The Canadian Investor Protection Fund (CIPF) plays a critical role in protecting investors in the event of an insolvency of a member investment firm. As an investor, it is important to understand how CIPF works and what protections it offers. This comprehensive guide will provide an overview of CIPF, explain who and what it covers, outline the claims process, and answer frequently asked questions.

Introduction to CIPF

The Canadian Investor Protection Fund (CIPF) provides coverage up to $1 million for any combination of cash and securities held with an investment dealer that is a member of CIPF. It was founded in 1969 to protect investor assets in the rare case that an investment dealer becomes insolvent.

CIPF is funded by its approximately 160 member investment dealers across Canada. These CIPF members pay annual fees and assessments based on their level of risk, ensuring that funds are available to compensate investors in the unlikely event of a member insolvency.

Key Points:

  • CIPF was established in 1969 as a not-for-profit organization.
  • It protects investor assets up to $1 million per account.
  • There are approximately 160 member investment dealers that fund CIPF.

Who and What is Covered by CIPF?

CIPF covers customers of member investment dealers that trade on Canadian exchanges. This includes retail and institutional investors across Canada. Some key details on CIPF coverage include:

Eligible Accounts

CIPF protects both registered (RRSP, TFSA, RESP) and non-registered investment accounts. Joint accounts are eligible for up to $1 million in coverage.

Eligible Investments

CIPF covers:

  • Cash: cash balances held in Canadian dollars.
  • Securities: stocks, bonds, money market instruments, mutual funds, exchange-traded funds (ETFs), options, futures contracts and segregated insurance funds.
  • Other: commodities, foreign currencies and precious metals also qualify within certain limits.

Excluded Investments

CIPF does not cover:

  • Cryptoassets like Bitcoin.
  • Investments or accounts held outside Canada.
  • Illegal property or proceeds of crime.

Bankruptcy Scenarios

CIPF coverage is triggered when an investment dealer member becomes insolvent and:

  • is placed in bankruptcy/liquidation;
  • ceases operations;
  • is suspended from IIROC, Canada’s investment industry regulatory organization.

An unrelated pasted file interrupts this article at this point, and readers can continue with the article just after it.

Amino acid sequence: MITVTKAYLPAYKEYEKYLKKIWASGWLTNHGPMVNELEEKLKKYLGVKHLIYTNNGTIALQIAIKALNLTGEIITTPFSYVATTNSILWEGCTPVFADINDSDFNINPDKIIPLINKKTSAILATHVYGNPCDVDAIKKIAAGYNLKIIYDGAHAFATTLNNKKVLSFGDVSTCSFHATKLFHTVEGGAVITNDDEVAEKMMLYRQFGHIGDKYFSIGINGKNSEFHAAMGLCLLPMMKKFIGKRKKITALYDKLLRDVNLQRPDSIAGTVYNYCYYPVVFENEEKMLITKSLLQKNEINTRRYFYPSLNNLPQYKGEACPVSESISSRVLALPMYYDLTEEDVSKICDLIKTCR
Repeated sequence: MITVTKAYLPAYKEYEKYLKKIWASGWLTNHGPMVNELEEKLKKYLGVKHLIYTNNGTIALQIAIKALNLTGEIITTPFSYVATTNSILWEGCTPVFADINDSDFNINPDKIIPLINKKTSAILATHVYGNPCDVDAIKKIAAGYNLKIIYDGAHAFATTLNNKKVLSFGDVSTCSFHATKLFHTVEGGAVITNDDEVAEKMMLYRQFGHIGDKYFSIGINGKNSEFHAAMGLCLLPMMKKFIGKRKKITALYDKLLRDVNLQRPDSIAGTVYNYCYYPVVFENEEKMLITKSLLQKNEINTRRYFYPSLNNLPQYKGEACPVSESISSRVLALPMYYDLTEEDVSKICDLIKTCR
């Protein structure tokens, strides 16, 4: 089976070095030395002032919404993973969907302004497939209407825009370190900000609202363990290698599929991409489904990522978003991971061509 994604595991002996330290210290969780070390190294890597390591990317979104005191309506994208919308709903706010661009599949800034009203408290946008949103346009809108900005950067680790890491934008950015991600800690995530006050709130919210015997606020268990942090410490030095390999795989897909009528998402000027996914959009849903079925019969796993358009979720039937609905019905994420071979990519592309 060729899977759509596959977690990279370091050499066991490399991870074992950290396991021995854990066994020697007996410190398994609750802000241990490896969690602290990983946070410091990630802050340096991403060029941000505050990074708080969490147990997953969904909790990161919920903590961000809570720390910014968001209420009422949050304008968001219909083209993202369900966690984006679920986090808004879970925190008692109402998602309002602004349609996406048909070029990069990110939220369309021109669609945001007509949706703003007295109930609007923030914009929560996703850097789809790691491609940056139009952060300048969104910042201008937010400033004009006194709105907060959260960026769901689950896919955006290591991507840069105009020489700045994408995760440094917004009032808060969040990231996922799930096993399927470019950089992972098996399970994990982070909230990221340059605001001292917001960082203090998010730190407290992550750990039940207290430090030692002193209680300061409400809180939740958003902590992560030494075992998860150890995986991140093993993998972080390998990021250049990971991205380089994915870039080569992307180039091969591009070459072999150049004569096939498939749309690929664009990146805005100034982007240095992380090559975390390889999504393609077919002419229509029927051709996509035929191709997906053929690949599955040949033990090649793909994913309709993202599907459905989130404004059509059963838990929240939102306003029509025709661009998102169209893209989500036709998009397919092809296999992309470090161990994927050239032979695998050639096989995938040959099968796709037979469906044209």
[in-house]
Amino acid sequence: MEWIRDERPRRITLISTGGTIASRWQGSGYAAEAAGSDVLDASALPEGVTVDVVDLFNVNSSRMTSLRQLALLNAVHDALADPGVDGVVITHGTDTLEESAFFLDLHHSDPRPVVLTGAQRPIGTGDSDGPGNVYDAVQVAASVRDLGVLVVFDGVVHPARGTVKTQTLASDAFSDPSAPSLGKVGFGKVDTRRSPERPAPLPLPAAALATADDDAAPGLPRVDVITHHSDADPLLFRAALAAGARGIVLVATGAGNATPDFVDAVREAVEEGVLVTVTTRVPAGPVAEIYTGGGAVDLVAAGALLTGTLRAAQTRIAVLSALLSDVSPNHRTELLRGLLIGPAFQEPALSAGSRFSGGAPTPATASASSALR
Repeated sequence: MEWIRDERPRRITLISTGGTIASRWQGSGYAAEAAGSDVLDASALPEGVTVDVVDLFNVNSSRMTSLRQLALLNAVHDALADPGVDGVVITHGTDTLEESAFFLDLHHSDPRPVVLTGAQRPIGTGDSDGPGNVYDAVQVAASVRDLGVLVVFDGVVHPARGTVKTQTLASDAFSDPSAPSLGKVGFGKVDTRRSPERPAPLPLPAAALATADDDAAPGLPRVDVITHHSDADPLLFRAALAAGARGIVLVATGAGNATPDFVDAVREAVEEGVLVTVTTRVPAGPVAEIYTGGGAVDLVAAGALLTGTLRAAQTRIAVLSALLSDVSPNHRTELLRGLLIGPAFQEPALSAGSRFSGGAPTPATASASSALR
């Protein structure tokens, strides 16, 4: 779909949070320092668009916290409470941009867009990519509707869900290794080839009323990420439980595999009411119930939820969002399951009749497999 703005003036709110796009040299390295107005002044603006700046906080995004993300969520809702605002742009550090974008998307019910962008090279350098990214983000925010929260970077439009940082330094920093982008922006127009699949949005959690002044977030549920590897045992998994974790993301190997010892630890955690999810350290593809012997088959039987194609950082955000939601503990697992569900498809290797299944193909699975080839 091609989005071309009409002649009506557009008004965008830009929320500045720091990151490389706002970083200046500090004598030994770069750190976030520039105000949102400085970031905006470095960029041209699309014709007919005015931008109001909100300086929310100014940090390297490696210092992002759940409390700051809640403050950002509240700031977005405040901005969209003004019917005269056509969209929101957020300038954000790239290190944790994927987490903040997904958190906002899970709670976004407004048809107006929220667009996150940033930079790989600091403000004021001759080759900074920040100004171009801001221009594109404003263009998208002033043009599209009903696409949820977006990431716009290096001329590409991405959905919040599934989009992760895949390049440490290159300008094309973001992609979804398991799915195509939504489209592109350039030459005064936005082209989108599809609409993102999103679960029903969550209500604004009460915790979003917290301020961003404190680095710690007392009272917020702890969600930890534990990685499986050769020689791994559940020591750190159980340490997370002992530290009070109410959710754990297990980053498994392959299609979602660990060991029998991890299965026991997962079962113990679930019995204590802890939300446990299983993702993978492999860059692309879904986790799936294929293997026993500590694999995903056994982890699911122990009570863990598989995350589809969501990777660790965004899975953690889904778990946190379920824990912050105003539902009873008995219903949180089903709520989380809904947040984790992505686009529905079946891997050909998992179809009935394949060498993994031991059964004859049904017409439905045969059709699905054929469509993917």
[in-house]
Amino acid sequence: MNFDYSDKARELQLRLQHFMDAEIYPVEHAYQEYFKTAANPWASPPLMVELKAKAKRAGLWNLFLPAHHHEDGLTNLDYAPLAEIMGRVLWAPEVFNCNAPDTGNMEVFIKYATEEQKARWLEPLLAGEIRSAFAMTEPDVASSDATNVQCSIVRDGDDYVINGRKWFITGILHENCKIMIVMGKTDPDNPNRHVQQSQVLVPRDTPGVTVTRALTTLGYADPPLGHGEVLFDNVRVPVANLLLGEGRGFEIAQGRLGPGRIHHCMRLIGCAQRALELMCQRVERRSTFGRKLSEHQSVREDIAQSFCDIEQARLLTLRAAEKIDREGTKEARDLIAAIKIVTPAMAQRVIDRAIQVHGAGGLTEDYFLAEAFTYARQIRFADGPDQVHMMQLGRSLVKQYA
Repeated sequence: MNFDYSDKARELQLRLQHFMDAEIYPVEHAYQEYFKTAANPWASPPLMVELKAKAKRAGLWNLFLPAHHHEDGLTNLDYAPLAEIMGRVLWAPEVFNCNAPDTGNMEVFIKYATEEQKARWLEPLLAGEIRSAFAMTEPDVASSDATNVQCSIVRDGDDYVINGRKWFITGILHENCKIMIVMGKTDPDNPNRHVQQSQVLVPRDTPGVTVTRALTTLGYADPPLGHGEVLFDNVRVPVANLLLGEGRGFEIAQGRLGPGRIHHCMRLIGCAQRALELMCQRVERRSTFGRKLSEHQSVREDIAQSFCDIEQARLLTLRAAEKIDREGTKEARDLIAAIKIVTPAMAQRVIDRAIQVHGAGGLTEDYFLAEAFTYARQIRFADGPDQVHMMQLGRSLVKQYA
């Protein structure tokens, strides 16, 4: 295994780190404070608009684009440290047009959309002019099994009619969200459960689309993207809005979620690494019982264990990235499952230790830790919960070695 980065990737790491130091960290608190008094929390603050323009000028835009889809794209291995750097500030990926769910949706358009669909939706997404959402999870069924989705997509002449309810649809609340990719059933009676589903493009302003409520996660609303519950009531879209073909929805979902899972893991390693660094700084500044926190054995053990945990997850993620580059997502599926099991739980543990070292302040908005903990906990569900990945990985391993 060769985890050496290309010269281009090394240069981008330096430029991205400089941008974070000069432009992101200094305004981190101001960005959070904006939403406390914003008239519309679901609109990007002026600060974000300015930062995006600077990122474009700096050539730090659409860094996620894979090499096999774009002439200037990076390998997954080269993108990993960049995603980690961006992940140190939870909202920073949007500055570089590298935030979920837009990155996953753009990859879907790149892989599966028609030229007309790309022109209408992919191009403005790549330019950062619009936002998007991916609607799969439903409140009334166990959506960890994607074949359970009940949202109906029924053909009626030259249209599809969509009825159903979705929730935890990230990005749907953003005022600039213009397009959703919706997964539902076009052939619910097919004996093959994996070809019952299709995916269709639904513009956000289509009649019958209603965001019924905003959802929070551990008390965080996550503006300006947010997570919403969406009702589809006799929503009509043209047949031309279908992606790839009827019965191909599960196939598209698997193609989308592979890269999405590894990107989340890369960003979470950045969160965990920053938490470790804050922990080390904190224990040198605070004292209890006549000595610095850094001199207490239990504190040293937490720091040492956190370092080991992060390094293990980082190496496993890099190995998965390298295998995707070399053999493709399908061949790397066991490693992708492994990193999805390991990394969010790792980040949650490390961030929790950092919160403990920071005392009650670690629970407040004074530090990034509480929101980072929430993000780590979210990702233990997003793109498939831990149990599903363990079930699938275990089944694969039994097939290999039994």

Key Points:

  • Retail and institutional investors are covered.
  • Most conventional investment products qualify for protection.
  • Coverage is triggered by specific insolvency events.

The CIPF Claims Process

If an investment dealer bankruptcy occurs, CIPF will notify affected customers and provide guidance on next steps. Here is an overview of the claims process:

1. File a Claim

Customers complete and submit a CIPF claims form with account statements detailing cash and securities held. Supporting documentation should be included.

2. Review and Acceptance

CIPF reviews all claims and verifies account balances against the investment dealer’s records. Claims may be accepted in full, partially accepted, or rejected.

3. Payment of Compensation

For accepted claims, CIPF issues payments up to the $1 million coverage limit. Compensation is paid in Canadian dollars within 3 months of the claim deadline.

4. Transfer of Securities

Securities positions from accepted claims are typically transferred to another dealer for continued holding or liquidation by the investor.

Key Points:

  • Customers must file detailed claims with account records.
  • CIPF reviews claims and issues payments within months.
  • Securities can be transferred; liquidation is the investor’s choice.

CIPF Coverage FAQs

Here are answers to some frequently asked questions about CIPF’s protections:

What events can trigger CIPF coverage?

Coverage is triggered if a member dealer becomes bankrupt or insolvent, ceases business, or is suspended by IIROC. Examples include documented theft, fraud, or misappropriation of assets.

Does CIPF guarantee assets or prevent losses?

No. CIPF does not prevent investment losses or guarantee the value of securities. It only compensates for losses in case of insolvency.

What assets are not eligible for CIPF coverage?

Assets excluded from coverage include commodities above $50,000 per account, foreign currencies above $100,000, and cryptoassets like Bitcoin.

What is the maximum CIPF coverage?

The coverage limit is $1 million per account, including registered and non-registered accounts. Joint accounts qualify for up to $1 million.

How long does it take to get CIPF compensation?

Claims are normally paid out within 3 months of the claims deadline. The process duration can vary depending on complexity.

What happens to my securities if a dealer goes bankrupt?

Typically securities are transferred to an active dealer. Investors then choose whether to hold or liquidate the assets.

Key Points:

  • Insolvency, fraud, or regulatory suspension can trigger coverage.
  • CIPF does not prevent losses or guarantee investment values.
  • The standard coverage limit is $1 million per eligible account.
  • Claims are normally paid within months after detailed review.


As an investor, having a basic understanding of CIPF and its protections is important. CIPF provides valuable coverage against losses in the rare case that an investment dealer becomes insolvent. With segregated account structures and other investor safeguards in place, large-scale insolvencies are uncommon. However, CIPF serves as an extra layer of protection and confidence for Canadian investors.